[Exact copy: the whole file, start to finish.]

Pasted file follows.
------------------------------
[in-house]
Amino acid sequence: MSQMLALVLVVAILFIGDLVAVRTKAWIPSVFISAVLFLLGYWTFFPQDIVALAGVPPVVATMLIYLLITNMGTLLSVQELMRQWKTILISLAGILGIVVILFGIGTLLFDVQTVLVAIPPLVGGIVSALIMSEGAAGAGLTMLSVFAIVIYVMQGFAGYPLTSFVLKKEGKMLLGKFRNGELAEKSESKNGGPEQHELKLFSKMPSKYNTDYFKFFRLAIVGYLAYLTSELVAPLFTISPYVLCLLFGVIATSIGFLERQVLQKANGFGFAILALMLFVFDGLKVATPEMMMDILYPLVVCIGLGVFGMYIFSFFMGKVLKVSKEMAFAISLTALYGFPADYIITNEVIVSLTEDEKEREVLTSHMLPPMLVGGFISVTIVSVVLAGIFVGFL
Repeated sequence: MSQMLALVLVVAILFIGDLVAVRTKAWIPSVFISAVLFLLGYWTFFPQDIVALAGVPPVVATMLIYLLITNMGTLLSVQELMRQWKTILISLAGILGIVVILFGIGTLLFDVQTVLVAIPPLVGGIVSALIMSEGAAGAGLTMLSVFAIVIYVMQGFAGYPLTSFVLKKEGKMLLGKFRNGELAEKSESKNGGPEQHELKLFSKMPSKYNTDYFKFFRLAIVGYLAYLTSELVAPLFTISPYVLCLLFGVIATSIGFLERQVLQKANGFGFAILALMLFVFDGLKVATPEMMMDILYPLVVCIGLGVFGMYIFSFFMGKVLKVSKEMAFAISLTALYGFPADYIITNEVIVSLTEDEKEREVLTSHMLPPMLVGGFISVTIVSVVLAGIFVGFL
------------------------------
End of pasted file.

[in-house]
Amino acid sequence: MSQMLALVLVVAILFIGDLVAVRTKAWIPSVFISAVLFLLGYWTFFPQDIVALAGVPPVVATMLIYLLITNMGTLLSVQELMRQWKTILISLAGILGIVVILFGIGTLLFDVQTVLVAIPPLVGGIVSALIMSEGAAGAGLTMLSVFAIVIYVMQGFAGYPLTSFVLKKEGKMLLGKFRNGELAEKSESKNGGPEQHELKLFSKMPSKYNTDYFKFFRLAIVGYLAYLTSELVAPLFTISPYVLCLLFGVIATSIGFLERQVLQKANGFGFAILALMLFVFDGLKVATPEMMMDILYPLVVCIGLGVFGMYIFSFFMGKVLKVSKEMAFAISLTALYGFPADYIITNEVIVSLTEDEKEREVLTSHMLPPMLVGGFISVTIVSVVLAGIFVGFL
Repeated sequence: MSQMLALVLVVAILFIGDLVAVRTKAWIPSVFISAVLFLLGYWTFFPQDIVALAGVPPVVATMLIYLLITNMGTLLSVQELMRQWKTILISLAGILGIVVILFGIGTLLFDVQTVLVAIPPLVGGIVSALIMSEGAAGAGLTMLSVFAIVIYVMQGFAGYPLTSFVLKKEGKMLLGKFRNGELAEKSESKNGGPEQHELKLFSKMPSKYNTDYFKFFRLAIVGYLAYLTSELVAPLFTISPYVLCLLFGVIATSIGFLERQVLQKANGFGFAILALMLFVFDGLKVATPEMMMDILYPLVVCIGLGVFGMYIFSFFMGKVLKVSKEMAFAISLTALYGFPADYIITNEVIVSLTEDEKEREVLTSHMLPPMLVGGFISVTIVSVVLAGIFVGFL